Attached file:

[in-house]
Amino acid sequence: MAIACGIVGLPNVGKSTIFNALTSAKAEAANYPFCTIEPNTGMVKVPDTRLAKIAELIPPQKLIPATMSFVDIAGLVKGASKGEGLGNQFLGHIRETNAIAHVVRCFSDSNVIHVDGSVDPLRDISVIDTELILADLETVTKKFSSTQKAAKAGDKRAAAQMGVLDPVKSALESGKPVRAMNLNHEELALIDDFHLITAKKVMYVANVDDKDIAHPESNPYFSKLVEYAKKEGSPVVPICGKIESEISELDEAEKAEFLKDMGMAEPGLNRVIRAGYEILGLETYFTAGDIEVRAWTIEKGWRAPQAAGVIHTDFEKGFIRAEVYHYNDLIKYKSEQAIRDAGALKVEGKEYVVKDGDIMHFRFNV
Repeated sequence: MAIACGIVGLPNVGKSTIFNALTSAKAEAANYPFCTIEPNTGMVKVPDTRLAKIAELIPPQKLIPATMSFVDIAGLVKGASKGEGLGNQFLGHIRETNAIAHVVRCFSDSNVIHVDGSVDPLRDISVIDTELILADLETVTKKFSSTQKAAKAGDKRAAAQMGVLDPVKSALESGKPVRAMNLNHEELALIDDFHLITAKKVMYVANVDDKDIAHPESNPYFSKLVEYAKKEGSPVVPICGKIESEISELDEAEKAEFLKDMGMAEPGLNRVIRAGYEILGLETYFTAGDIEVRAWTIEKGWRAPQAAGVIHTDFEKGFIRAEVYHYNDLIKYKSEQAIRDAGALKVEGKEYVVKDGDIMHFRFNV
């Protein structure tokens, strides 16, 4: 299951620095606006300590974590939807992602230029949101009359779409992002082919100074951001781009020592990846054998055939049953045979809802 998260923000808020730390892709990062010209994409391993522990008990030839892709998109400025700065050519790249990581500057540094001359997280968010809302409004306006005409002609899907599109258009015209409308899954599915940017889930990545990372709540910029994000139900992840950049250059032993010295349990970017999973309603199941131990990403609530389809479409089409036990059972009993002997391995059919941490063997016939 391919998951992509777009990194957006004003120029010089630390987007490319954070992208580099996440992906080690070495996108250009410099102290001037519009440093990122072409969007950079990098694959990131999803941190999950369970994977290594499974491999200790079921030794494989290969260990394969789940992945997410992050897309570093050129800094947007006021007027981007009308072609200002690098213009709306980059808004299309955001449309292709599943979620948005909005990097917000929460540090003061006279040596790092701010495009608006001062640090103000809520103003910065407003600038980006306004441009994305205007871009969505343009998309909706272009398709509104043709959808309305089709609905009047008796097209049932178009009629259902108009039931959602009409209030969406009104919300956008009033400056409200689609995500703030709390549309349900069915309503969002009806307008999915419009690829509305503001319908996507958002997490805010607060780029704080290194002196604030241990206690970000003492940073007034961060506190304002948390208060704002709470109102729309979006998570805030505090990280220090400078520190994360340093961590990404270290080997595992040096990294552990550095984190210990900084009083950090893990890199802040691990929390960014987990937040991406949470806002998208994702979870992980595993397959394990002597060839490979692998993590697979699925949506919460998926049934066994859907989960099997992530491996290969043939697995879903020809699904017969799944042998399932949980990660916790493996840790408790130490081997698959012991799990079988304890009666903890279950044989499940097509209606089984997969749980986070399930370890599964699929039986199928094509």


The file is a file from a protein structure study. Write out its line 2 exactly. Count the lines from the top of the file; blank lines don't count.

Amino acid sequence: MAIACGIVGLPNVGKSTIFNALTSAKAEAANYPFCTIEPNTGMVKVPDTRLAKIAELIPPQKLIPATMSFVDIAGLVKGASKGEGLGNQFLGHIRETNAIAHVVRCFSDSNVIHVDGSVDPLRDISVIDTELILADLETVTKKFSSTQKAAKAGDKRAAAQMGVLDPVKSALESGKPVRAMNLNHEELALIDDFHLITAKKVMYVANVDDKDIAHPESNPYFSKLVEYAKKEGSPVVPICGKIESEISELDEAEKAEFLKDMGMAEPGLNRVIRAGYEILGLETYFTAGDIEVRAWTIEKGWRAPQAAGVIHTDFEKGFIRAEVYHYNDLIKYKSEQAIRDAGALKVEGKEYVVKDGDIMHFRFNV